This may be a strange topic for a nomad. Given the traveling lifestyle we have adopted, the fact that freedom is something I truly cherish should be of no surprise. There are so many things that can enslave us: dictators, debt, false beliefs or even marriage. I have spent years cutting one chain at a time and I am free, spiritually, physically, and financially.
I count those blessings every day. Maybe this is why I feel so strongly about fighting human trafficking and especially sex slavery. For years this issue has been close to my heart.
Before leaving the USA over one year ago I heard about a foundation here in Ecuador that helps girls who are rescued from human trafficking. Many of these girls were sold by their own family members, often by their own fathers, into sex slavery.
It is hard to even fathom the betrayal or the trauma that these girls have experienced.
For the past year I have been anticipating this stop in Quito, Ecuador. I wanted to be involved, even if I had little to offer. Even if the most I could do was make a few people aware. I wanted to see the work being done here.
After a few days in Quito we met up with Boris, the director of the Dunamis Foundation. Contrary to his Russian-sounding name, he is Latin American. I will leave his story for another blog post although at age 30 his life is already worthy of a book.
Boris showed us around the current Dunamis Foundation building where they conduct classes, such as jewelry making, and facilitate activities for the girls. He also showed us their new facility, still under construction, which will allow them to have a greater impact to these girls’ lives.
We found a few ways that we could help. The current building needed some wall repairs, while the new building could use some help with cleaning construction dust and the fabrication of a driveway entrance gate.
There was a huge hole in the wall in the current building that needed to be fixed. It was opened up due to a water pipe leak. We called Chuck, the best mason I know, from Oswego New York for a bit of advice before starting, then got to work.
We spent about a week and a half helping with renovations of the current Dunamis workshop where some of these rescued girls learn new skills, build new relationships and begin learning of their worth.
On the first day that I met the girls, they wanted me to participate in a dance with them. Now, my dancing skills are… well let’s just say that if Elaine from the Seinfeld show were to dance with me, she would look like a ballerina. My insecurity was screaming inside to say no and just sit on the sideline to watch.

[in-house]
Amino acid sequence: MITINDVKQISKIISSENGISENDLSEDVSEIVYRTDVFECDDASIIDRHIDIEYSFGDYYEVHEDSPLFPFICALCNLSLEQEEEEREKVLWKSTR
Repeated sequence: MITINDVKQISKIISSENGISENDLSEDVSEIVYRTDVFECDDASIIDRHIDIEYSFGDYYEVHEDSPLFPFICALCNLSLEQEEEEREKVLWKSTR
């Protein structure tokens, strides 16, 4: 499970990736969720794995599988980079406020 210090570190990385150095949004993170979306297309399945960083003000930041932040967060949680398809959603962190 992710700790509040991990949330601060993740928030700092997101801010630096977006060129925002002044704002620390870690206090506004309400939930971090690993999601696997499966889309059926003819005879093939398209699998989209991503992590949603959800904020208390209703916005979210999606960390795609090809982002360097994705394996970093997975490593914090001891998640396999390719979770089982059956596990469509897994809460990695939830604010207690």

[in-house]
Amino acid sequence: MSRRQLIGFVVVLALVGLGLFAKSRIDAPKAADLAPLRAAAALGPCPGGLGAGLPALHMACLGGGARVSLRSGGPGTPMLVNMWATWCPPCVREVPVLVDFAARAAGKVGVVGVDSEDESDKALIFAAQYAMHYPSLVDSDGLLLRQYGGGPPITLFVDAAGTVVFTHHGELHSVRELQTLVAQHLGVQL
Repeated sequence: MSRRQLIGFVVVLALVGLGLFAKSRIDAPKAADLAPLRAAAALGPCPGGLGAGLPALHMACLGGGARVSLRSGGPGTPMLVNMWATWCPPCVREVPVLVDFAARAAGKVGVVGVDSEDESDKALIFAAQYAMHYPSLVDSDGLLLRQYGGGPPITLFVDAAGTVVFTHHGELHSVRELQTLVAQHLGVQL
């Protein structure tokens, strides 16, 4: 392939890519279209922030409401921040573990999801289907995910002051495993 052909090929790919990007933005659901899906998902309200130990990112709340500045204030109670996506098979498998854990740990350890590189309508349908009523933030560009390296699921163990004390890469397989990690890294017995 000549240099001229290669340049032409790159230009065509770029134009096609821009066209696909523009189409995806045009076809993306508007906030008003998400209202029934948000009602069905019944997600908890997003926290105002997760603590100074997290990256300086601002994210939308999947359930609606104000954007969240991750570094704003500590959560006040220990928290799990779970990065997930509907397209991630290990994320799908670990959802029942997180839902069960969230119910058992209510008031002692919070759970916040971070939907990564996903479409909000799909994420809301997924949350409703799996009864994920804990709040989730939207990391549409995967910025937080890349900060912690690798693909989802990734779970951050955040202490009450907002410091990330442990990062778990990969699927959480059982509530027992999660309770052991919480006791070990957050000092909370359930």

But I looked at the girls and realized that it didn’t matter what I looked like in my attempt to move to music. What mattered was telling them with my actions that I cared about them and wanted to be a part of their life. I danced, if you can call it that, and we performed the number before lunch. I only want them to know they have worth.
We are currently at the new facility located high up in the mountains. We hope to spend a bit of time here in this beautiful location getting it just a little closer to being ready for the girls to move in.
The new home will provide them a safe place to stay away from the pimps and the predators. It is also a place for them to recover while learning new life skills and enable them to avail of professional opportunities. The goal is to give them a new start, a second chance.
Five ways you could help
- The Dunamis Foundation still needs to build a wall around the property for the safety of the girls both from their predators and from themselves. You could put together a team and come visit beautiful Ecuador to build a section of the wall.
- Buy some jewelry for yourself or a friend. Managers, this is a great Christmas gift idea for your employees.
- Donate directly to Dunamis.
- Share this post with others whom you feel would want to help.
- Pray for the Dunamis Foundation.
Freedom isn’t free,
what a cherished gift it is.
More information is available at:
Footnotes: 1. https://www.dosomething.org/us/facts/11-facts-about-human-trafficking 2. Skinner, E. Benjamin. A Crime So Monstrous: Face-to-Face with Modern-Day Slavery. New York, NY: Free Press, 2008. Other Resources: https://www.factretriever.com/human-trafficking-facts